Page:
- Thursday, February 14 1924 -
Virginia - 16 (Head Coach: Henry Lannigan)
Kentucky - 29 (Head Coach: George C. Buchheit) - [Final Rank ]
|A. T. Rice||0||1||1||1|
Halftime Score: Kentucky 15, Virginia 6
|Prior Game|||||Next Game|
|Clemson 38 - 13|||||Virginia Tech 36 - 14|
Game Writeup - by Len Tracy, Lexington Herald
Virginia Bows to 'Cats
STATE MACHINE IN GOOD ORDER
Although not playing entirely up to form the Wildcats were able to easily defeat the Virginia quintet last night in the university gymnasium. The score was 29 to 16. At the first of the game Kentucky displayed a wonderful brand of ball and scored five field goals before the Virginia team was able to get its bearings. Kentucky played fast and aggressive throughout the whole contest and not once were the visitors able to threaten its lead.
The game started with McFarland scoring three successive goals with lightning rapidly. Riefkin scored a long shot and and McFarland dropped a beautiful pivot shot into the rim. With the score 10 to 0 against them, the visitors called time out and came back somewhat stronger, scoring three goals before the close of the period which ended 15 to 6.
At the beginning of the second frame the Wildcats' attack slowed up and although they worked the ball under their own basket several times they made poor shots and no goals resulted. Later in the half the locals once again found their stride and scored 14 more points to their opponent's 10.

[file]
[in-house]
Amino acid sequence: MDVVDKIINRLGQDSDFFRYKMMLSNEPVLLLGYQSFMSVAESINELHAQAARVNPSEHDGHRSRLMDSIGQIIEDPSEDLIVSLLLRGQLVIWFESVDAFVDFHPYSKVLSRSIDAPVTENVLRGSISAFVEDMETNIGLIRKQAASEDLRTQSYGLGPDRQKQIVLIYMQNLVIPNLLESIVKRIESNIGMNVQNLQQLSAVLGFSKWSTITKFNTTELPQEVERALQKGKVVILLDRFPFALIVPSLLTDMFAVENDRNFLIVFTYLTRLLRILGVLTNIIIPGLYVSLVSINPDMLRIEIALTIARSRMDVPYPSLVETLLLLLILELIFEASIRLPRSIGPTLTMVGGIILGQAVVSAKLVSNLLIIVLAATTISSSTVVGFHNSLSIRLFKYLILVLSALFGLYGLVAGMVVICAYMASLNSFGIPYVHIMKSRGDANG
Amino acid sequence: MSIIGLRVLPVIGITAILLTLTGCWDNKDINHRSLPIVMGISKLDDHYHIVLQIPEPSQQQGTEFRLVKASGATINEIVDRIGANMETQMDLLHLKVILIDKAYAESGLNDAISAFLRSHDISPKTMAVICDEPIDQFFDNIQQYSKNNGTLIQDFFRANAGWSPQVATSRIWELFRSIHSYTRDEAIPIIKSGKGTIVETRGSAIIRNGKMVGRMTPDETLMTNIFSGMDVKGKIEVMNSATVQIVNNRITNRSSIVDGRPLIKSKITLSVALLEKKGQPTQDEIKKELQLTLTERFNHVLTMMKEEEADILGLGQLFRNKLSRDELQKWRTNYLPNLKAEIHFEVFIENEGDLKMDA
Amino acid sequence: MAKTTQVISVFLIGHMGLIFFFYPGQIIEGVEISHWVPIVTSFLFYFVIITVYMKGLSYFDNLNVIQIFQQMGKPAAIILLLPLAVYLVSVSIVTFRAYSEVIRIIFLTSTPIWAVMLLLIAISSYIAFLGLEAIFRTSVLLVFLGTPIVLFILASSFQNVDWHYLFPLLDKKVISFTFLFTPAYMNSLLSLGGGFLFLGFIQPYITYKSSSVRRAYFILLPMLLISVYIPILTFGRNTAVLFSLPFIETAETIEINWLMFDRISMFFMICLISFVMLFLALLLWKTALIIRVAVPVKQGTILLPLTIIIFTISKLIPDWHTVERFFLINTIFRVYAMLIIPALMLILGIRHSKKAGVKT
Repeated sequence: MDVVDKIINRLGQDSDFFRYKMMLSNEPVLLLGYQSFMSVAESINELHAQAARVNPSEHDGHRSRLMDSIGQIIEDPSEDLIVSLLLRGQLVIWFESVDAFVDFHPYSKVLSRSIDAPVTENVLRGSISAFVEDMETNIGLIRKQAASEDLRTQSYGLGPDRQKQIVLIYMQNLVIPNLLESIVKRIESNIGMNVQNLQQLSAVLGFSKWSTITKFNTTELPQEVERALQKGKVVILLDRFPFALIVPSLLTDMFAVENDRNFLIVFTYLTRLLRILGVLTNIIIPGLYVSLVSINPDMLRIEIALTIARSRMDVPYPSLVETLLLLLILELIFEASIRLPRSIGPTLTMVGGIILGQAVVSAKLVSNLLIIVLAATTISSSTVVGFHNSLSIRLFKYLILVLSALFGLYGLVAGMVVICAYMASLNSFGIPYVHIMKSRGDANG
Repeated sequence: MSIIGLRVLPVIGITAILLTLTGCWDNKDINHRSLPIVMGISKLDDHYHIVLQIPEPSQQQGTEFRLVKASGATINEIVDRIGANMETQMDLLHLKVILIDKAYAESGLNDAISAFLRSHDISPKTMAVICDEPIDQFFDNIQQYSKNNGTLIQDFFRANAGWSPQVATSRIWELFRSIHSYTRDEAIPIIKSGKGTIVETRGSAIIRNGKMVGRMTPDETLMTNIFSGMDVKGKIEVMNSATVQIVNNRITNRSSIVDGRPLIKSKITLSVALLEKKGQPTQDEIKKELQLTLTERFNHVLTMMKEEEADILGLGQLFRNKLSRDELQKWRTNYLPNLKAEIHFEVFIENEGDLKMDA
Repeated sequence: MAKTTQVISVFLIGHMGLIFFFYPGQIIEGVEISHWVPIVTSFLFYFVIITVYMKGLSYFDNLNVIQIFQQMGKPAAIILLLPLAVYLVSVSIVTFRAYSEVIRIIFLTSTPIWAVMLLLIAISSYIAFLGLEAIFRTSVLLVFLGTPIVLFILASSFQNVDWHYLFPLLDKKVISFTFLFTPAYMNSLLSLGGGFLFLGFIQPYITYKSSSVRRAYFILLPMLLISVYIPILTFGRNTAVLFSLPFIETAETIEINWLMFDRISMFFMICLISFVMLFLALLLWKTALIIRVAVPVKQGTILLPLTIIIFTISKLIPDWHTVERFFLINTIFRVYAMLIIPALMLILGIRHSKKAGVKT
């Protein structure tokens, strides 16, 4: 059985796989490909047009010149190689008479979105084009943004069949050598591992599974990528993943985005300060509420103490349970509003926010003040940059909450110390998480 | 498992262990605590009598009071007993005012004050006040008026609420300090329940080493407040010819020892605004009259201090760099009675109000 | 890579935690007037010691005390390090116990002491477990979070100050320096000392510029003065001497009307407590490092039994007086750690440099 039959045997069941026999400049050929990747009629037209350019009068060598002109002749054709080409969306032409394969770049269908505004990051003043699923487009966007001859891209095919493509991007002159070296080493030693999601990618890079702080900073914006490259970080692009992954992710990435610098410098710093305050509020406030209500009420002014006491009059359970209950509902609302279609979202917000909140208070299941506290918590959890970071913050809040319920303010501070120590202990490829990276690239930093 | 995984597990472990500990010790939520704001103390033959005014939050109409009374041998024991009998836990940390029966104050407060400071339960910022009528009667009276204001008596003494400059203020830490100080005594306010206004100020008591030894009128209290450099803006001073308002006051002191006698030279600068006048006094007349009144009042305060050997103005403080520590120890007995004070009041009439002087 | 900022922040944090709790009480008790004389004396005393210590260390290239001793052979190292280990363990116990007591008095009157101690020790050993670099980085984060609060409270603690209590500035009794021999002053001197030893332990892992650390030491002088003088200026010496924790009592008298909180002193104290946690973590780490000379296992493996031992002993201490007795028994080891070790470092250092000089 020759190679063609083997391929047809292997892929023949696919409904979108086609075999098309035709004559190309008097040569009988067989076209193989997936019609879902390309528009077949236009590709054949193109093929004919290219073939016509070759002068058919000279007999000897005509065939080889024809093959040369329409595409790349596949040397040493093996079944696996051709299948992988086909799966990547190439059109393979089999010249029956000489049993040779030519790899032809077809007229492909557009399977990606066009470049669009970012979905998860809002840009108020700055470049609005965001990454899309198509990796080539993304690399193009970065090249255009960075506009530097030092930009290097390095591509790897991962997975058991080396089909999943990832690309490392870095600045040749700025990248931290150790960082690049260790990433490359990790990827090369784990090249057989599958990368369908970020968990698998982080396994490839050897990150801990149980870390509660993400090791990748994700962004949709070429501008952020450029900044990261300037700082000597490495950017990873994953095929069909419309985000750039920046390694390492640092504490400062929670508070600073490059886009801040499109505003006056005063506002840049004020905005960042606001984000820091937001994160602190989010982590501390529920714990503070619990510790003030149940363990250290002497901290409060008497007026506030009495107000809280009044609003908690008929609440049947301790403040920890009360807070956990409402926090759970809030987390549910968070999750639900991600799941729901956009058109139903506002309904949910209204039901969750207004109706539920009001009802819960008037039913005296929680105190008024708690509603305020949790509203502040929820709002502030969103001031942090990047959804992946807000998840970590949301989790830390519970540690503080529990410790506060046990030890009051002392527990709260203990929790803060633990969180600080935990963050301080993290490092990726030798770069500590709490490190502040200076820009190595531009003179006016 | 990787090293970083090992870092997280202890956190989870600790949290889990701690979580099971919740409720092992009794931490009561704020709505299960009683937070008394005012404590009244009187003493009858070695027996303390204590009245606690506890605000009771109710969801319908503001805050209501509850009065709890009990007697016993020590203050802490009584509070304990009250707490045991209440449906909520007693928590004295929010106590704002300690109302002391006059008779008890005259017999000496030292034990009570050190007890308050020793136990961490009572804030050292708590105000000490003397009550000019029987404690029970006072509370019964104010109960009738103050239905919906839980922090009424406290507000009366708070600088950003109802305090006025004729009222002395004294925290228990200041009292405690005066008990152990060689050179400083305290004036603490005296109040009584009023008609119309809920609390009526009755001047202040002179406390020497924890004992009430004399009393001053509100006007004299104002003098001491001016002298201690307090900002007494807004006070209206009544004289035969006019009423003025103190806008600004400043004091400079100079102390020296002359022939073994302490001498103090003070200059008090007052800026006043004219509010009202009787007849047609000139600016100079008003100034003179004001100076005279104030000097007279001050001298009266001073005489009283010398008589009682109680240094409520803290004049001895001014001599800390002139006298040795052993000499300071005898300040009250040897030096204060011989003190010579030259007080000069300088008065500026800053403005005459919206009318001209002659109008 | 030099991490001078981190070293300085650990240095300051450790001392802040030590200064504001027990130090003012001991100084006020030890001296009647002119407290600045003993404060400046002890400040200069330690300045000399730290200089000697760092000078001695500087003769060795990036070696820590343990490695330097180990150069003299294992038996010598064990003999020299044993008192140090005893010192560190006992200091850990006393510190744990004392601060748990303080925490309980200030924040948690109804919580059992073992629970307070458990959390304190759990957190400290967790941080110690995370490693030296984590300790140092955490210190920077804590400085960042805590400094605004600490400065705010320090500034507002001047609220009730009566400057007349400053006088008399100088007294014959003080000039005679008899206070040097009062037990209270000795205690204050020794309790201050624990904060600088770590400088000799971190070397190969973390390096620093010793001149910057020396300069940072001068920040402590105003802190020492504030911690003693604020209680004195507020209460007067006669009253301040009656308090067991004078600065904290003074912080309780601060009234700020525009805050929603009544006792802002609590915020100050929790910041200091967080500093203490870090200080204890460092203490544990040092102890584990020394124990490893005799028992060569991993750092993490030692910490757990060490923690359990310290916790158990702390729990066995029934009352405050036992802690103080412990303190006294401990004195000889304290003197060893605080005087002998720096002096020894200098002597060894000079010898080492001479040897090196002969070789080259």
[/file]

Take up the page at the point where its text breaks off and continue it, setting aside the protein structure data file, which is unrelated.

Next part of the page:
The Cavaliers fought courageously throughout the game but were unable to compete with the superior passing, shooting and floorwork of the Wildcats. The clever guarding of the locals forced the visitors to resort to long shots, few of which found their mark. Miller, center of the Virginians, was somewhat taller than Milward and was able to secure the tip-off most of the time, but the visitors' advantage in this department didn't do any damage.
The Wildcats took things rather easy after the first half and only occasionally did they exert themselves to score a basket. When they did start their rapid-fire attack they moved so fast that their opponents could hardly keep pace with them.
McFarland played best for the Blue and White, scoring as many points as did the whole Virginia team. This diminutive forward seems to get better each game and by the time of the Southern tournament should be in top form. The other members of the team displayed brilliance at times but none of them performed with the excellence which has marked their previous efforts.
The visitors have a good man in Holland, angular right forward who scored eight of his team's points. This man has a short push shot which he gets off rapidly and he covers the floor well, shifting rapidly from offense to defense. All of the Cavaliers shot quickly, using a one-hand push shot mostly, but they were poor marksmen as few of their shots resulted in goals.
Although Coach Pat Devereux had his girl players in charge last night, he sent the Pioneers out to watch the Wildcats defeat the Cavaliers. Tonight at 8 o'clock Virginia will match basketball strategy with Transylvania, the game being played on the latter's floor.
The Crimsons are in good condition, having been worked carefully by Coach Devereux. It is probable that he will use the same lineup that has started in the past several games with Captain Powell and Adams at forwards, Thompson at center, Buckley and Gividen at guards.